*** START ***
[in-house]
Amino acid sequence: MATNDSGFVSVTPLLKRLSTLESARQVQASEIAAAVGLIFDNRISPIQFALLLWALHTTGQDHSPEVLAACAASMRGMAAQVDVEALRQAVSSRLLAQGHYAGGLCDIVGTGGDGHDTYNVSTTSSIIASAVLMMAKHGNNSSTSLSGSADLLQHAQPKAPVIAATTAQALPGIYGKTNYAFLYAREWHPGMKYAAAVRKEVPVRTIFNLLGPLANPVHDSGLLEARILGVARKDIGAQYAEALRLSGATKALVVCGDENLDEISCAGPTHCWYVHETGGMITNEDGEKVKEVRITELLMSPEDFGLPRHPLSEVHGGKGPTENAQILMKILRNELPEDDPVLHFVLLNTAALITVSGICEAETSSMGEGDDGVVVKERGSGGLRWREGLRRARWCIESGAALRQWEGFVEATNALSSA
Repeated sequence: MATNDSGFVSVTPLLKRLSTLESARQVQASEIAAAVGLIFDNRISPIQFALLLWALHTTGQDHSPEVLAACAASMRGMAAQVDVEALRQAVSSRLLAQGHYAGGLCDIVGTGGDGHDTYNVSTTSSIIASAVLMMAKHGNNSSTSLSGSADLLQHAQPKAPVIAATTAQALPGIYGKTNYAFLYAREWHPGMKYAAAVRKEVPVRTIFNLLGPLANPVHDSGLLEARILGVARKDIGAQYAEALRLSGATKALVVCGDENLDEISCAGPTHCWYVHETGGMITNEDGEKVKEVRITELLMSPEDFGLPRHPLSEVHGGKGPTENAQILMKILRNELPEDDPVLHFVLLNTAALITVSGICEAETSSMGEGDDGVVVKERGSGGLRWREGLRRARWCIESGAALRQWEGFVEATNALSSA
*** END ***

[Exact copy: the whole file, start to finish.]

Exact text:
[in-house]
Amino acid sequence: MATNDSGFVSVTPLLKRLSTLESARQVQASEIAAAVGLIFDNRISPIQFALLLWALHTTGQDHSPEVLAACAASMRGMAAQVDVEALRQAVSSRLLAQGHYAGGLCDIVGTGGDGHDTYNVSTTSSIIASAVLMMAKHGNNSSTSLSGSADLLQHAQPKAPVIAATTAQALPGIYGKTNYAFLYAREWHPGMKYAAAVRKEVPVRTIFNLLGPLANPVHDSGLLEARILGVARKDIGAQYAEALRLSGATKALVVCGDENLDEISCAGPTHCWYVHETGGMITNEDGEKVKEVRITELLMSPEDFGLPRHPLSEVHGGKGPTENAQILMKILRNELPEDDPVLHFVLLNTAALITVSGICEAETSSMGEGDDGVVVKERGSGGLRWREGLRRARWCIESGAALRQWEGFVEATNALSSA
Repeated sequence: MATNDSGFVSVTPLLKRLSTLESARQVQASEIAAAVGLIFDNRISPIQFALLLWALHTTGQDHSPEVLAACAASMRGMAAQVDVEALRQAVSSRLLAQGHYAGGLCDIVGTGGDGHDTYNVSTTSSIIASAVLMMAKHGNNSSTSLSGSADLLQHAQPKAPVIAATTAQALPGIYGKTNYAFLYAREWHPGMKYAAAVRKEVPVRTIFNLLGPLANPVHDSGLLEARILGVARKDIGAQYAEALRLSGATKALVVCGDENLDEISCAGPTHCWYVHETGGMITNEDGEKVKEVRITELLMSPEDFGLPRHPLSEVHGGKGPTENAQILMKILRNELPEDDPVLHFVLLNTAALITVSGICEAETSSMGEGDDGVVVKERGSGGLRWREGLRRARWCIESGAALRQWEGFVEATNALSSA